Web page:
Wallsé’s flawless Wiener schnitzel.
Photo: Melissa Hom
When it comes to the cuisines of the world, traditional Austro-German food might not be at the top of your list — it tends toward the mild, and the heavy. But consider the schnitzel: When done well — meat pounded to optimal thinness, breading well-seasoned, fried so that it’s extra crispy and golden hued — it’s one of the all-time most satisfying dishes. Even the fun-to-say name offers a little thrill. Here, we’ve rounded up the absolute best in New York, focusing on the classic veal Wiener (Viennese) schnitzel favored by hard-line traditionalists as well as the popular pork variant.
The Absolute Best
344 W. 11th St., at Washington St.; 212-352-2300
At what is probably the best known of the Austrian chef Kurt Gutenbrunner’s New York restaurants, the schnitzel is simply stellar. The meat, a single, giant cutlet, is veal, pounded just enough so that it’s properly thin, but still has a juicy bite to it, its slightly gamy flavor set off beautifully by an aggressive dose of salt and pepper. It wears its well-seasoned, fine-grained breading like a jacket: golden brown, crisp, and slightly gritty, but puffed out so that you could slip it right off if you tried, a marvel of technique. Topped with a round of lemon and some glistening, crunchy, fried parsley, it also comes with a potato salad, made with clean little coins flecked with herbs; a pickled-cucumber salad; and a dollop of lingonberry preserves. (N.B.: The schnitzel at Gutenbrunner’s Café Sabarsky, uptown in the Neue Galerie, is all but identical, also made with veal.)
2. Blaue Gans
139 Duane St., nr. West Broadway; 212-571-8880
Over at the more casual, criminally under-patronized Blaue Gans, in Tribeca, Gutenbrunner uses pork in the Wiener schnitzel, which, compared to the veal, has a slightly milder, creamier texture, but is otherwise very similar to the Wallsé/Sabarsky version, and equally delicious. This one also gets a lemon round and fried parsley on top, and lingonberries on the side, but here the chunkier, saucier potato salad has the pickled cucumbers mixed into it.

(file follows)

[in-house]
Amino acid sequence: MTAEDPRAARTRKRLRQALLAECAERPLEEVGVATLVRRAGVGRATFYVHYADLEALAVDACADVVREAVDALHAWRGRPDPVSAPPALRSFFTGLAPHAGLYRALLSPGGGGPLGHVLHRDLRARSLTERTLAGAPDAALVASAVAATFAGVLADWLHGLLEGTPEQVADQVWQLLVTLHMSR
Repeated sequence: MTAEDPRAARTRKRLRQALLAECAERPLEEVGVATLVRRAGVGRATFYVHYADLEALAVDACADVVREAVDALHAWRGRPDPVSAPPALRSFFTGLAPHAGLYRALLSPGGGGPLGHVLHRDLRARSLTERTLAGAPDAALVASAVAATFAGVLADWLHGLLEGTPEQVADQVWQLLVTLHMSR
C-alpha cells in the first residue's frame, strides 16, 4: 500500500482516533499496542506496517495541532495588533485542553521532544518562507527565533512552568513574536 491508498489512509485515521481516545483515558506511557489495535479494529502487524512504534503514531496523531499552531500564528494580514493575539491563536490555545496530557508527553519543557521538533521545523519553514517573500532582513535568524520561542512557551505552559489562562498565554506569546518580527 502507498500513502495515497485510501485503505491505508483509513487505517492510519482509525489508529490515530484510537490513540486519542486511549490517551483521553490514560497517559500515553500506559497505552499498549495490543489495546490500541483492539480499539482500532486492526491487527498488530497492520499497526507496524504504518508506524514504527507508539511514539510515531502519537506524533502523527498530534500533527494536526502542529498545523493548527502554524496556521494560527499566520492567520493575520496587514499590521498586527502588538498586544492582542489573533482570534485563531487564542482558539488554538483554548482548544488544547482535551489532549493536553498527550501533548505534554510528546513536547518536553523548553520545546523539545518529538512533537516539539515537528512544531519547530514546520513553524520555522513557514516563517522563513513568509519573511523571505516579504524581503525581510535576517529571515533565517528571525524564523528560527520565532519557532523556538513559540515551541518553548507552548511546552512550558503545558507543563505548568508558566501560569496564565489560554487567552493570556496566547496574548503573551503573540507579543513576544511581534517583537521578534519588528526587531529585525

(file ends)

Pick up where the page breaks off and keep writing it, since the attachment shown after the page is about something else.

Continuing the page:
3. Prime Meats
465 Court St., at Luquer St., Carroll Gardens; 718-254-0327
At Frank Falcinelli and Frank Castronovo’s homage to a beer hall, the kitchen turns out a top-notch pork schnitzel with a satisfyingly puffy, ruffled surface that’s golden brown, glistening ever so slightly with oil, and scattered with a trail of Maldon sea salt and crumbled, fried parsley. There’s no lingonberry on the side, just a lemon wedge or two and a spectacular, vinegar-based, bacon-flecked potato salad that more than makes up for it.
509 Coney Island Ave., at Turner Pl., Prospect Park South; 718-284-5800
The Vienna-born chef Thomas Ferlesch knows schnitzel, and has been making it all over New York for almost 40 years. At his schnitzel-centric Werkstatt, the pork iteration (there are also celeriac and chicken versions) is enormous, with a slightly flatter, clingier but crispy breading and tender meat. Served with lemon and lingonberry and a medley of side salads, including potato, tomato, and cabbage, it hits the spot.
5. Schnitzel & Things
Multiple locations; 347-772-7341
If you don’t think schnitzel particularly lends itself to the food-truck treatment, this mobile operation proves you wrong. The pork is pounded exceptionally thin and deep-fried beyond a golden-brown crisp to a dark, ruddy crunch — the delicious result brings to mind a hefty, meaty potato chip that you could eat with your hands if you were so inclined (and asked for extra napkins). Each order comes in a Styrofoam clamshell with a choice of sides (the sweetish potato salad is quite good, as is the cucumber salad) and condiments (spicy sour cream, pesto mayo, etc.).
Edi & the Wolf
102 Ave. C, at 7th St.; 212-598-1040
The setting alone is reason enough to dine at Edi & the Wolf, which feels like a secret woodland hideaway in the far reaches of the East Village. But the schnitzel is another good reason, made with Heritage pork cloaked in a puffy, crispy, slightly gritty sheath, plated with lingonberry and accompanied by ramekins of a silky potato salad and a creamy cucumber one. The only thing it needs is a little salt.
1578 First Ave., at 82nd St.; 212-988-1077
The veal schnitzel at this upscale uptown spot is a crispy, craggy-faced beauty, served with lingonberry, a lemon cut elegantly in a flowerlike fashion, and a side dish with a pile of mashed-potato salad and tangle of thin-sliced pickled cukes.
Mont Blanc 52
344 W. 52nd St., nr. Ninth Ave.; 212-582-9648
This recently reopened Theater District favorite (in its last location, it was called Maria’s Mont Blanc, after the owner) is technically Swiss, but it offers a tasty veal schnitzel as well, which comes as two small, coarsely breaded, parsley-flecked cutlets with a side of rösti and steamed broccoli, and is preceded by a green-salad course.